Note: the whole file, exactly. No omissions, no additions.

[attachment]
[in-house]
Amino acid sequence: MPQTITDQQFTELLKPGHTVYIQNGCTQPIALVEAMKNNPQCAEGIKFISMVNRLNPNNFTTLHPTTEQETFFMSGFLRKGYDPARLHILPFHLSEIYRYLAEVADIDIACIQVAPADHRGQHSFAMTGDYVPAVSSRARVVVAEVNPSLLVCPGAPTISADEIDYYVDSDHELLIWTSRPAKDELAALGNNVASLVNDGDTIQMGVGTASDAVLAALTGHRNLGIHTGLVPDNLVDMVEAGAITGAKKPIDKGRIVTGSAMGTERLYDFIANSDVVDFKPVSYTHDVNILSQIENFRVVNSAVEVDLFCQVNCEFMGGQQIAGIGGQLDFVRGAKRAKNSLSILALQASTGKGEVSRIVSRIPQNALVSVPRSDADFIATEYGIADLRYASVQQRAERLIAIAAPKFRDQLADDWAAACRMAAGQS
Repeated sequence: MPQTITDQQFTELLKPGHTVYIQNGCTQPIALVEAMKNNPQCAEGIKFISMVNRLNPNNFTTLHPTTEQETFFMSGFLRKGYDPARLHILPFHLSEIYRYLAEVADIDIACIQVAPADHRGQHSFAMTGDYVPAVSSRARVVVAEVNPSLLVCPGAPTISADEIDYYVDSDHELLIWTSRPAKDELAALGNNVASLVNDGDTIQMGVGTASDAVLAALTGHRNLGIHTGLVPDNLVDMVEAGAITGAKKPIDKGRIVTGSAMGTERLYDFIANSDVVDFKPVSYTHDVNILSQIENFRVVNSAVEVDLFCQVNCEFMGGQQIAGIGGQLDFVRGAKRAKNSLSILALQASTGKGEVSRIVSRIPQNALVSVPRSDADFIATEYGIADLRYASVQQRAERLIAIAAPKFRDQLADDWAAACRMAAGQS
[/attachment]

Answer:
[in-house]
Amino acid sequence: MPQTITDQQFTELLKPGHTVYIQNGCTQPIALVEAMKNNPQCAEGIKFISMVNRLNPNNFTTLHPTTEQETFFMSGFLRKGYDPARLHILPFHLSEIYRYLAEVADIDIACIQVAPADHRGQHSFAMTGDYVPAVSSRARVVVAEVNPSLLVCPGAPTISADEIDYYVDSDHELLIWTSRPAKDELAALGNNVASLVNDGDTIQMGVGTASDAVLAALTGHRNLGIHTGLVPDNLVDMVEAGAITGAKKPIDKGRIVTGSAMGTERLYDFIANSDVVDFKPVSYTHDVNILSQIENFRVVNSAVEVDLFCQVNCEFMGGQQIAGIGGQLDFVRGAKRAKNSLSILALQASTGKGEVSRIVSRIPQNALVSVPRSDADFIATEYGIADLRYASVQQRAERLIAIAAPKFRDQLADDWAAACRMAAGQS
Repeated sequence: MPQTITDQQFTELLKPGHTVYIQNGCTQPIALVEAMKNNPQCAEGIKFISMVNRLNPNNFTTLHPTTEQETFFMSGFLRKGYDPARLHILPFHLSEIYRYLAEVADIDIACIQVAPADHRGQHSFAMTGDYVPAVSSRARVVVAEVNPSLLVCPGAPTISADEIDYYVDSDHELLIWTSRPAKDELAALGNNVASLVNDGDTIQMGVGTASDAVLAALTGHRNLGIHTGLVPDNLVDMVEAGAITGAKKPIDKGRIVTGSAMGTERLYDFIANSDVVDFKPVSYTHDVNILSQIENFRVVNSAVEVDLFCQVNCEFMGGQQIAGIGGQLDFVRGAKRAKNSLSILALQASTGKGEVSRIVSRIPQNALVSVPRSDADFIATEYGIADLRYASVQQRAERLIAIAAPKFRDQLADDWAAACRMAAGQS